Our students come to school and we try and teach them the exact opposite of everything our culture is telling them. We tell them that to practice abstinence you can’t be an expert on sex. We tell them that if you want people to listen to you, you have to know what you’re talking about. We tell kids that if you want to write a book some day, you need to learn how to write. But none of this is interesting. None of this is entertaining. So we find ourselves feeling like the adult’s in the old Charlie Brown cartoons, telling kids to study hard and be respectful. WAAAAWAAAWAAAA.

Why be respectful? That ain’t going to get them on television. They’d rather be like Chris Brown (seriously, I just had a conversation with a 14 year old girl who vehemently defended Chris Brown. She said quote, “Rihanna deserved it, the media doesn’t want to hear his side of the story. Nobody’s talking about that!” and she meant it in all honesty, that’s the very sad part).

As teachers we find ourselves trying to link up culture in the classroom. That’s why when I want to analyze characters in a play or a novel, I use Facebook Profiles. But we’re finding this increasingly difficult to do because our culture is so—stupid. I recently read an article in the Times about a college professor saying he’s finding a lot of success assigning shorter writing assignments because the kids aren’t as good as they used to be at writing long complicated papers—and he is lauding this idea like it’s a breakthrough. Pretty soon we’re going to be assigning essays on Twitter that are 140 characters long using text talk.

We are teaching against everything our culture is screaming, and we are losing. People want the easy path to success, and don’t want to have to work hard. So when we try to get them to work at all, they don’t see the value in it. They don’t see the value in education, and they don’t see it because our culture doesn’t put value in education either.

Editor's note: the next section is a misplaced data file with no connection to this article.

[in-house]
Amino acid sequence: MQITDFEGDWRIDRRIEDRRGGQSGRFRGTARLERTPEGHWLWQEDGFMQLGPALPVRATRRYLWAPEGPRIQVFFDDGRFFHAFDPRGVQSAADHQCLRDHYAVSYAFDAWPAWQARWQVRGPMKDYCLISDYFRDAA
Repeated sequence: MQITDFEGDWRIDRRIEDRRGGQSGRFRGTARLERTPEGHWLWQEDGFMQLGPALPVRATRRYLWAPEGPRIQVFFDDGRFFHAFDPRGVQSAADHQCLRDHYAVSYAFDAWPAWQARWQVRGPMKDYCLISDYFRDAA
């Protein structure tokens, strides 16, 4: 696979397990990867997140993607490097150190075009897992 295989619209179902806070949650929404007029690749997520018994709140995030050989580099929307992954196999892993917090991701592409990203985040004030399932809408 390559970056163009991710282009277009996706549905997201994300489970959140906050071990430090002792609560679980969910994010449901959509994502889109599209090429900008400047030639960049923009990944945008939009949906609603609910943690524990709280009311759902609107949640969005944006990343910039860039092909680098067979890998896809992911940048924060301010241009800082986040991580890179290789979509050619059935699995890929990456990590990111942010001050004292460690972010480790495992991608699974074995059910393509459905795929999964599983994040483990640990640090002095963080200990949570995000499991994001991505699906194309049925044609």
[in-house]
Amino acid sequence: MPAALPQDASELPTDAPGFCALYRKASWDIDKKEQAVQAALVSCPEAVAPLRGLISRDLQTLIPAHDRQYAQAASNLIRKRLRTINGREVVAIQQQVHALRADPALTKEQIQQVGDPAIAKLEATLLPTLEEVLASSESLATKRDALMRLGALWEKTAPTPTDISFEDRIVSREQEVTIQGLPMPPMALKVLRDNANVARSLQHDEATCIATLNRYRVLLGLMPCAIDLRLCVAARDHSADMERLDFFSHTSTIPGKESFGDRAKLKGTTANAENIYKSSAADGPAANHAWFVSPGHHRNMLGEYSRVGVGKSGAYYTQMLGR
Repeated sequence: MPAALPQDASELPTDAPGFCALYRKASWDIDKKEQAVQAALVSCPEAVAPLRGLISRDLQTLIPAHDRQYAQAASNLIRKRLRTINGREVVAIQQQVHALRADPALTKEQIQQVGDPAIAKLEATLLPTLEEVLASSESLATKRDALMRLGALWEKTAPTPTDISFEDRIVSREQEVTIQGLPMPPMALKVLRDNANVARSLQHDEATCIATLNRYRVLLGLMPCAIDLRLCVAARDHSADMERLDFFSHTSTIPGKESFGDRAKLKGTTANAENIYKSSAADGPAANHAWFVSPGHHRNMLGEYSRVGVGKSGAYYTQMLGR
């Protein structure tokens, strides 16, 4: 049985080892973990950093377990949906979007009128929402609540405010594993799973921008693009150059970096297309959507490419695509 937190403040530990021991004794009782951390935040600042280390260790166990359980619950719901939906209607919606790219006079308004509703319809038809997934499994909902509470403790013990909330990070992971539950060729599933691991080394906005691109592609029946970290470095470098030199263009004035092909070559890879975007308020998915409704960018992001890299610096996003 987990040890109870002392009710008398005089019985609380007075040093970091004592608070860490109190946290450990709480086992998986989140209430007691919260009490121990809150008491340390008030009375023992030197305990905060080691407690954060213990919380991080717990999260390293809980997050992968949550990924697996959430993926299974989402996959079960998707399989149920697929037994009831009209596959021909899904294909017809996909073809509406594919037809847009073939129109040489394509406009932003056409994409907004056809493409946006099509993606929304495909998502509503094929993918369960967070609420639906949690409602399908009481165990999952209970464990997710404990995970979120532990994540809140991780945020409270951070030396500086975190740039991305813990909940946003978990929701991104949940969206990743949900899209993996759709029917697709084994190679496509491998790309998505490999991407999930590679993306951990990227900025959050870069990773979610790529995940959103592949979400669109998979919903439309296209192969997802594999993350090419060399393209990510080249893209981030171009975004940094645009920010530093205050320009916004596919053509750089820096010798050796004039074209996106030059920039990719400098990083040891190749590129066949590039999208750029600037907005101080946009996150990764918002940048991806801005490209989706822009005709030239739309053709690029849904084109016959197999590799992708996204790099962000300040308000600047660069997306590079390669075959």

Think I’m exaggerating? Who are we as a society taking benefits away from even as we speak? Teachers. Who are already notoriously underpaid, and a laughing stock among professionals? Teachers. Where are we making cuts and sending out pink-slips? Education. The kids aren’t making up in their head that education isn’t important. Our policies and the way we treat those in education are showing it to them.

We live in a country of extremes. Our music is extremely ignorant, our TV shows are extremely repulsive, and our experts don’t have expertise, they are just popular and good looking—so that’s really all our kids want to be.

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3 Responses to “One From the Vault: Teaching Against Culture”

  1. Mark says:

    Hi there!

    I am a teacher in England and agree wholeheartedly with everything you have written in this article. Exaxtly the same thing is happening over here and much of the reason for the current riots by young people is that our society is not teaching them any values. The only contact they have with real values and moral reasoning is when they are at school, and teachers and education in general is derided by politicians, parents and consequently children. For too long, and by successive governments, the focus has ben on getting the right exam results for the middle ability students, so that exam league tables look good. The lower ability students, who need to see that education is worthwhile and can give them a future, are being ignored. Hence, the gradual growth of a sub-culture of un-educated, de-motivated, aspiration-less young people whose only role models are gangsta rappers and drug dealers.

  2. […] expertise, they are just popular and good looking—so that’s really all our kids want to be. Bookmark the permalink. Schools In […]